Time for a Career Change? Become a Class 1 Driver Instructor.

Do you have a passion for driving?  Are you looking for a rewarding career where you can share your knowledge and expertise from your professional driving career?  

Due to our recent expansion into Thompson and our expansion of our Winnipeg operations we need great drivers that are looking for a change of career that will keep them close to home.  If you have your Class 1 license and have 4 years experience with a clean driving record, First Class may be the perfect fit for your new career as a Class 1 and Class 3 driving instructor.

If you are already a certified instructor, now is the time to join the top driver educators in Manitoba!  If you’re curious about becoming an instructor, and we can sense your passion for excellence, First Class will train and put you through an instructor course if you are the right fit. 

If you home base is Winnipeg or Thompson Manitoba, and you have the necessary experience, we should talk.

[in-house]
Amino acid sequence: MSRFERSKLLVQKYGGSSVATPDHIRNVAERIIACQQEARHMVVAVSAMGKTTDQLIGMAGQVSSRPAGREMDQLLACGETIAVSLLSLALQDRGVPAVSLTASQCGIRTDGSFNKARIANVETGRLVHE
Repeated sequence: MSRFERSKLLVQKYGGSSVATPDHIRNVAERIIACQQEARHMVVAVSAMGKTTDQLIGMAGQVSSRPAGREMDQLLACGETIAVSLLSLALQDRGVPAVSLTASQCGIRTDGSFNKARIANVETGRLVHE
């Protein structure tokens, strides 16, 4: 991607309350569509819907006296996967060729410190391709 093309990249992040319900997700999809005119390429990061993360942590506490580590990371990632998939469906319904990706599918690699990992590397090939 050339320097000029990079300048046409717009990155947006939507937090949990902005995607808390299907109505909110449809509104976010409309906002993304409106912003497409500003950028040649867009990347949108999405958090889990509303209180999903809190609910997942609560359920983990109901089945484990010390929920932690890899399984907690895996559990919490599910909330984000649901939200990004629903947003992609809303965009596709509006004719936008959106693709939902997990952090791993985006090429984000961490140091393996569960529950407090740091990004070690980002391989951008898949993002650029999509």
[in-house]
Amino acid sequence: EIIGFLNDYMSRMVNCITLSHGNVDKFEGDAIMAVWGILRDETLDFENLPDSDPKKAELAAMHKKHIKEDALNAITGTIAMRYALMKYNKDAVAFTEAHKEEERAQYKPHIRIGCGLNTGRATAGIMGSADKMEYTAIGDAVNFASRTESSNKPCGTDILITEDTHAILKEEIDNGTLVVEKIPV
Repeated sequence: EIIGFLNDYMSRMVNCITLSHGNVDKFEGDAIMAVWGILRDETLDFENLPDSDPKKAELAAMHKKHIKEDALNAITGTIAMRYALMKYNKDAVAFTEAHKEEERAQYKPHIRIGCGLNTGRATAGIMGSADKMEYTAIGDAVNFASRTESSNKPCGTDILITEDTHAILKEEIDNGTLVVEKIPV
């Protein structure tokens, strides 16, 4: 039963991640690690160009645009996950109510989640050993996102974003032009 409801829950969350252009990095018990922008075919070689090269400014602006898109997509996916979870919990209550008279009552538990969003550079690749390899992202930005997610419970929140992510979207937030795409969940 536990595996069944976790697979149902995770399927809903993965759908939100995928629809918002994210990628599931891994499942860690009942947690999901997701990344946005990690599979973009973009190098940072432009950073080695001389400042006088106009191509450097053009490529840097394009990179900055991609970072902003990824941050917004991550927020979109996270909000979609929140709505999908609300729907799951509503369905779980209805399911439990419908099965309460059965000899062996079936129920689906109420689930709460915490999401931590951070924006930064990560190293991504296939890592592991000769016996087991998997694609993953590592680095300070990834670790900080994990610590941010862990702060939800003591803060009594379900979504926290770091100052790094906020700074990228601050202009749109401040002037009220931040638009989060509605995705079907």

Jim Campbell, President, First Class Training Centre.

204 632 5302


Experience the First Class Difference

Let’s face it, there are lots of truck driving schools.  The Winnipeg area, as a central hub of the Canadian trucking industry, has a number of them.

Why should you choose one over another?  What makes First Class Training Centre a leader among Winnipeg driver training schools?


All of the instructors at First Class are career truckers.  Demand for our solid training and unique perspective on the trucking industry has been fuelling growth, and we now have six instructors on staff, with combined on-the-road trucking experience that exceeds two centuries!

Any truck driving school can teach you how to drive a truck.  At First Class Training Centre, we teach you how to be a truck driver.  All aspects of the job are covered in our training.  We don’t limit our instruction to the things that will help you get a license; we want to help you get a job.  We’ll do this by sharing the kind of insight that can only be earned by spending years doing the job, and helping you prepare for a career in the industry, not just a road test.